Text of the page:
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98 woman's work in the world's clothing....
(Continued.) - Ii. The Spinning Wheel.
of more than two looms at one time , while persons living in ? rural districts were still further limited to but one . Though
therefore there were in the sixteenth century some women who were engaged in spinning , carding , & c , as a business , " _beings
employed by the great clothiers , whose manufactures of Kendal cloths and Manchester " cottons " were then steadily on the
increase , as their artizans attained greater excellence , the processes performed by females were almost entirely carried on
at their own homes . There was indeed nothing either in the nature of the
employment , or the appliances required for it , to prevent this being the case . In the earliest and simplest style of spinning the
only tools required were the distaff and spindle : the former was a mere stick held upriht between the left arm and the
body ; to the top of this a g bunch of flax was loosely tied , a continuous lock of which was drawn down to the level of the
more hands and , and more hel , d while by the the left rig , ht which formed continued it to the to requisit draw e it size out ,
and gave it a twist , increased by the constant twirl of the spindle or bobbina kind of long pinwhich hung dangling to
the endand on which , it had ever and , anon to be wound .. This primitive , mode of preparing yarn may still be seen in some
their parts distaff of Greece and , where continu the e wom their en sp seldom inning as leav they e hom walk e without along .
It is , however , , a tedious process compared to that of the wheel , which was earlintroducedand in the use of which the
flax was drawn very out y and twisted , into thread by means of attaching one end of a portion of it to a spindleinserted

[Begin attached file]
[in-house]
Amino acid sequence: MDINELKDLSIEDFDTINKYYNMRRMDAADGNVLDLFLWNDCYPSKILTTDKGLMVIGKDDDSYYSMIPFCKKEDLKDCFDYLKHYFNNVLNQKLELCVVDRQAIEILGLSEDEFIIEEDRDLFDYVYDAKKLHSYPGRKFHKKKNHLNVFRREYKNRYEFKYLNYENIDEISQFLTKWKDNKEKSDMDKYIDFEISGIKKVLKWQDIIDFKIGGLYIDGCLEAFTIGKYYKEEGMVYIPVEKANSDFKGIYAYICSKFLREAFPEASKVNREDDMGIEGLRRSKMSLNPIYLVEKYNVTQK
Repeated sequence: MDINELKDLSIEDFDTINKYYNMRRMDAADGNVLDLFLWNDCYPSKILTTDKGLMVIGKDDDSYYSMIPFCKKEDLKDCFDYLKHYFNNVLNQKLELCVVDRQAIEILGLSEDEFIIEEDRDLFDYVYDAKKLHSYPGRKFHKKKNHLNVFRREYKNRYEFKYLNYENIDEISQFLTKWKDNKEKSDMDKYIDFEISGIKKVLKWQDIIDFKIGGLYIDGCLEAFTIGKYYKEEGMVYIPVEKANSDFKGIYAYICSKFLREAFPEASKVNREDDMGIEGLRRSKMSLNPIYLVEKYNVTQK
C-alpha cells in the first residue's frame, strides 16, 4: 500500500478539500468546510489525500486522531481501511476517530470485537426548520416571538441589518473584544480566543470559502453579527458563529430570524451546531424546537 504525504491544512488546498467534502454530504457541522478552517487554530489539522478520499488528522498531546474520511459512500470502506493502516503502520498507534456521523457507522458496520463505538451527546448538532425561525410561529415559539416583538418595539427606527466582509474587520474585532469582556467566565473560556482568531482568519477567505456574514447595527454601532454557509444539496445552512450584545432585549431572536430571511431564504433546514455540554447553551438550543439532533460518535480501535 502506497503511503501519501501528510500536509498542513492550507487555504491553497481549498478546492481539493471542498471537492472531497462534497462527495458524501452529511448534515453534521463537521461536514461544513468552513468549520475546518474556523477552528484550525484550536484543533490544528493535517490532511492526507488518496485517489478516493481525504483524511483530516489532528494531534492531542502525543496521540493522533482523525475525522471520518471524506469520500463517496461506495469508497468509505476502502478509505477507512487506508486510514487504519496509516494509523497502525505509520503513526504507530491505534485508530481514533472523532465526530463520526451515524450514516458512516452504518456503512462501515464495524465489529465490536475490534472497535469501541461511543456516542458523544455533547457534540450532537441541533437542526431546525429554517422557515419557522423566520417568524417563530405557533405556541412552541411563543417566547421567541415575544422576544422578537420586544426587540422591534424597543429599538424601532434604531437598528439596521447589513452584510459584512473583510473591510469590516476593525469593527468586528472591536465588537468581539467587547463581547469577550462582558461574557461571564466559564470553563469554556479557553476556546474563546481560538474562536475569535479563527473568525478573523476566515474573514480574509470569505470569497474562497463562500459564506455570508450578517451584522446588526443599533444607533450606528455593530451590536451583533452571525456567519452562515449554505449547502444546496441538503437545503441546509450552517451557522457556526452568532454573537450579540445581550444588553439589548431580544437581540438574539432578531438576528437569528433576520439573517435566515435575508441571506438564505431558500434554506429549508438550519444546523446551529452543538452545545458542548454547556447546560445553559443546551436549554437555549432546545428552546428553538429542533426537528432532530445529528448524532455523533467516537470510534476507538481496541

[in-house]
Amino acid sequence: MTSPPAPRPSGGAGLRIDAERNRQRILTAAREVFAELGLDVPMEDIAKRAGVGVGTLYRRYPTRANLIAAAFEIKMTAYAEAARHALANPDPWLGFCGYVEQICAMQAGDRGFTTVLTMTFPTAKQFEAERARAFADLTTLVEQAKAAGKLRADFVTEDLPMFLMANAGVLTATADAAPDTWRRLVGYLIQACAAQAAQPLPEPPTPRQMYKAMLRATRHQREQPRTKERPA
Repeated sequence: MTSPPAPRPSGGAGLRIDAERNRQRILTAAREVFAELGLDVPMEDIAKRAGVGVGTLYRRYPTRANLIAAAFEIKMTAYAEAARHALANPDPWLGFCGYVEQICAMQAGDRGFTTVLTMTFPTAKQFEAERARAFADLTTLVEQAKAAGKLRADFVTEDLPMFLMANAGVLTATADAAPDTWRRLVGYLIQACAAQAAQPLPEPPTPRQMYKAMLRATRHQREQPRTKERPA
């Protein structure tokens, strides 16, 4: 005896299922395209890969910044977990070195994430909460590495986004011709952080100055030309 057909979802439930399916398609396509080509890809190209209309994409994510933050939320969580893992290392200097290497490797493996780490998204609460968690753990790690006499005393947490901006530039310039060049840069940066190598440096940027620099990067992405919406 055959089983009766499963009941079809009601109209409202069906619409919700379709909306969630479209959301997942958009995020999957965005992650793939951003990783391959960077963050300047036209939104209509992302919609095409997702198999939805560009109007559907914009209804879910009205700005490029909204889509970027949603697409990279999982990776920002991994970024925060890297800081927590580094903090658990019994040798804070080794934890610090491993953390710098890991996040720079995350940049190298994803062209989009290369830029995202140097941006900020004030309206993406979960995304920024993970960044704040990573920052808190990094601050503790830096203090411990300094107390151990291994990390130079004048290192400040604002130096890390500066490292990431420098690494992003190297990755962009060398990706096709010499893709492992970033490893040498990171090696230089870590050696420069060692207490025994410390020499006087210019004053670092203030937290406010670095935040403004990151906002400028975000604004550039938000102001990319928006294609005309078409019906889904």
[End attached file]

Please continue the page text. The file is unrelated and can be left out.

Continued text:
horizontally into an upright erection of wood , so , connected with the wheel that when that was moved round the indle
rotated . A piece was then drawn out by the left hand sp , and the wheel turned with the riht until it was sufficiently twisted
when a turn of the wheel the g other way wound it upon the , spindle . - It was not till much later that the further
improvement was effected of using hand cards or combs , a kind of brushes thick set with wires instead of bristles , between two
of which the material was subjected to an action analogous to that of combing or brushing our own hair , until the fibres were
disentangled and laid lengthwise ; it was then scraped off in rolls about 12 inches long and 2 f of an inch in diameter , which
were first drawn out and slightly twisted into _" rovirigs , " and subsequently by a second process , with a similar wheel ,
thoroughly twisted into the finished yarn . An eventual addition to the wheel enabled it to be turned by the action of the foot , like a knife-grinder ' s grindstone , leaving both the hands at
liberty It was to b fo y rm means the ya of rn such . simple implements as these that ,.
98 Woman's Work In The World's Clothing....
98 woman ' s work in the _world ' s clothing . _'
English Woman’s Journal (1858-1864), Oct. 1, 1863, page 98, in the Nineteenth-Century Serials Edition (2008; 2018) ncse.ac.uk/periodicals/ewj/issues/ewj_01101863/page/26/